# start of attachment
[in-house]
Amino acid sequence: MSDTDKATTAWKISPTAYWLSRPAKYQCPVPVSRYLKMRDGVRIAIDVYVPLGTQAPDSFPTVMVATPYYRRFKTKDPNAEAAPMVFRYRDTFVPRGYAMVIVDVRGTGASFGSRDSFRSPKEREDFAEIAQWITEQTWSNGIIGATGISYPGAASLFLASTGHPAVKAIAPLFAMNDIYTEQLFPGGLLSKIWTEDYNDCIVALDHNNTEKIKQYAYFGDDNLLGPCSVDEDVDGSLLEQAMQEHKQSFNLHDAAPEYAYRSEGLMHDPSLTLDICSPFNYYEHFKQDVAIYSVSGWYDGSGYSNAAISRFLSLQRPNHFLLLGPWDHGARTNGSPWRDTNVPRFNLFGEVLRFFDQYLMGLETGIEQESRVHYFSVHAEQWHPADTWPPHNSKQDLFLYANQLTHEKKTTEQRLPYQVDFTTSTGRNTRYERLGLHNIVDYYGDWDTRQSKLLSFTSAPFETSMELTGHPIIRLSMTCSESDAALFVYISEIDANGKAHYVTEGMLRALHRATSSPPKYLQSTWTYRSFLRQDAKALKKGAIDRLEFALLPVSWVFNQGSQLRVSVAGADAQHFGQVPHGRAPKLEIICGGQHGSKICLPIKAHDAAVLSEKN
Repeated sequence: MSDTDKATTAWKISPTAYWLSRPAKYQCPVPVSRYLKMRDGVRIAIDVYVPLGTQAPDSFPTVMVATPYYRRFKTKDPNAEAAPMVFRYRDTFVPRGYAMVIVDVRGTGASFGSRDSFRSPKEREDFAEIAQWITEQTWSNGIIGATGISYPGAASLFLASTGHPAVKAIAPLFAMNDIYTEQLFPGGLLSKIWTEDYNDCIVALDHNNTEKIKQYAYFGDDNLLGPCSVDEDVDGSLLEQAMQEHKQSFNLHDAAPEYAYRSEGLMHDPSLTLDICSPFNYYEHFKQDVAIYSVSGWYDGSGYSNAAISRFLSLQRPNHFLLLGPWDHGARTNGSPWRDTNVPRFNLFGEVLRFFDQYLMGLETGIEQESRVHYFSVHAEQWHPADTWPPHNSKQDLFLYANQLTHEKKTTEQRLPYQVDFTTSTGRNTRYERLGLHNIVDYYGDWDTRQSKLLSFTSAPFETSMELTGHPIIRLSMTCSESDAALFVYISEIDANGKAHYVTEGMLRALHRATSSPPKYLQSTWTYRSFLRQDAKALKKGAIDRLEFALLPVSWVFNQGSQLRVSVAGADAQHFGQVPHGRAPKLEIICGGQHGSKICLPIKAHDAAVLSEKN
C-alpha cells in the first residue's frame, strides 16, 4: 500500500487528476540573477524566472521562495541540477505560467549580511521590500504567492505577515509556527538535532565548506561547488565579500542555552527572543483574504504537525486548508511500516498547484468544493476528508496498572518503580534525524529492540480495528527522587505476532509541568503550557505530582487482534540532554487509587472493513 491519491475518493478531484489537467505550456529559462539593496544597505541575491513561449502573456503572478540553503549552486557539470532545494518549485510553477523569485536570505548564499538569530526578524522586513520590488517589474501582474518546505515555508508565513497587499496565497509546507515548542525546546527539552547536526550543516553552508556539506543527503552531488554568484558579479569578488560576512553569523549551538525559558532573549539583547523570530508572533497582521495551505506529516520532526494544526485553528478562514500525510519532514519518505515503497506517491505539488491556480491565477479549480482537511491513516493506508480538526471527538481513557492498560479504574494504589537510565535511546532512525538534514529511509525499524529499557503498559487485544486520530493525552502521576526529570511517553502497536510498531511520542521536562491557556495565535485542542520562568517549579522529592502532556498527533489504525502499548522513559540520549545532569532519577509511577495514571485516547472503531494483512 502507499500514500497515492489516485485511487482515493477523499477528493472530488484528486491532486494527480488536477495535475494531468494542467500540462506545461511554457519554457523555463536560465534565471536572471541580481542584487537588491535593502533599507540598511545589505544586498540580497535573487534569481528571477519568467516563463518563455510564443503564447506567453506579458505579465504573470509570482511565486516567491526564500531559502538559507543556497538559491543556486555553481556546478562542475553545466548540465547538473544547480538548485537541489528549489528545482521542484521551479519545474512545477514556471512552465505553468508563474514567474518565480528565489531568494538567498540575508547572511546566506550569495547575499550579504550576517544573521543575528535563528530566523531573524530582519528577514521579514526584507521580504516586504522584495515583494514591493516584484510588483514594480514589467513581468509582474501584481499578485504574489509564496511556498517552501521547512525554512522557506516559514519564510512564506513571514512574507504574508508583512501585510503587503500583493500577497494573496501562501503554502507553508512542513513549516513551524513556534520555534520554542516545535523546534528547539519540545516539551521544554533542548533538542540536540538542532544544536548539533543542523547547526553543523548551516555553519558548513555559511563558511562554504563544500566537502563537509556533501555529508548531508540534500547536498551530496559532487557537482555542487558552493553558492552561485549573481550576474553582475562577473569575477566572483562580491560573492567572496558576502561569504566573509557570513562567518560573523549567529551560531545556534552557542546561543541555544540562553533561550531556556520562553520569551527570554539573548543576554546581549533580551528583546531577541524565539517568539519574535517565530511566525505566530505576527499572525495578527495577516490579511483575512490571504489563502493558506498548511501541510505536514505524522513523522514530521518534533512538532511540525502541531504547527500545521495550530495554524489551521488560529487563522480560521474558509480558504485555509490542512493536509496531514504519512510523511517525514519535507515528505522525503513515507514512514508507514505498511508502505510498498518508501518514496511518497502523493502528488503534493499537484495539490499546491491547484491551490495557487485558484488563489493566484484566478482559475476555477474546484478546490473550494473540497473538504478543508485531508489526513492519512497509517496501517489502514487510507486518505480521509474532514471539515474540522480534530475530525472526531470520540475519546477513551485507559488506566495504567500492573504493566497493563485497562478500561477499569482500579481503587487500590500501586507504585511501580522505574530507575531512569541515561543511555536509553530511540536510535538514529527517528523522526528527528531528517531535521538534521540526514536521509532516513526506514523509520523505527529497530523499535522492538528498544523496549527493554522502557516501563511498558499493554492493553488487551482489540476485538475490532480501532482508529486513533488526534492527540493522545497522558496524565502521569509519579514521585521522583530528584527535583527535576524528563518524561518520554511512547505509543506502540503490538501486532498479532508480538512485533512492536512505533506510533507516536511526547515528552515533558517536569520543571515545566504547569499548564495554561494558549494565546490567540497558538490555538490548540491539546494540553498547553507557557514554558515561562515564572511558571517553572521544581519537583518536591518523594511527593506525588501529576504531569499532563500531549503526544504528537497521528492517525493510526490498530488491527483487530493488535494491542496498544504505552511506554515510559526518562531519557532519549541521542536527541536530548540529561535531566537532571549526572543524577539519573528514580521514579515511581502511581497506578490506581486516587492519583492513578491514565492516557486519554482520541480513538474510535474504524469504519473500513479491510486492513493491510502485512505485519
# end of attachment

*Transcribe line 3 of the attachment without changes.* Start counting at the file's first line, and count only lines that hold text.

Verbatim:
Repeated sequence: MSDTDKATTAWKISPTAYWLSRPAKYQCPVPVSRYLKMRDGVRIAIDVYVPLGTQAPDSFPTVMVATPYYRRFKTKDPNAEAAPMVFRYRDTFVPRGYAMVIVDVRGTGASFGSRDSFRSPKEREDFAEIAQWITEQTWSNGIIGATGISYPGAASLFLASTGHPAVKAIAPLFAMNDIYTEQLFPGGLLSKIWTEDYNDCIVALDHNNTEKIKQYAYFGDDNLLGPCSVDEDVDGSLLEQAMQEHKQSFNLHDAAPEYAYRSEGLMHDPSLTLDICSPFNYYEHFKQDVAIYSVSGWYDGSGYSNAAISRFLSLQRPNHFLLLGPWDHGARTNGSPWRDTNVPRFNLFGEVLRFFDQYLMGLETGIEQESRVHYFSVHAEQWHPADTWPPHNSKQDLFLYANQLTHEKKTTEQRLPYQVDFTTSTGRNTRYERLGLHNIVDYYGDWDTRQSKLLSFTSAPFETSMELTGHPIIRLSMTCSESDAALFVYISEIDANGKAHYVTEGMLRALHRATSSPPKYLQSTWTYRSFLRQDAKALKKGAIDRLEFALLPVSWVFNQGSQLRVSVAGADAQHFGQVPHGRAPKLEIICGGQHGSKICLPIKAHDAAVLSEKN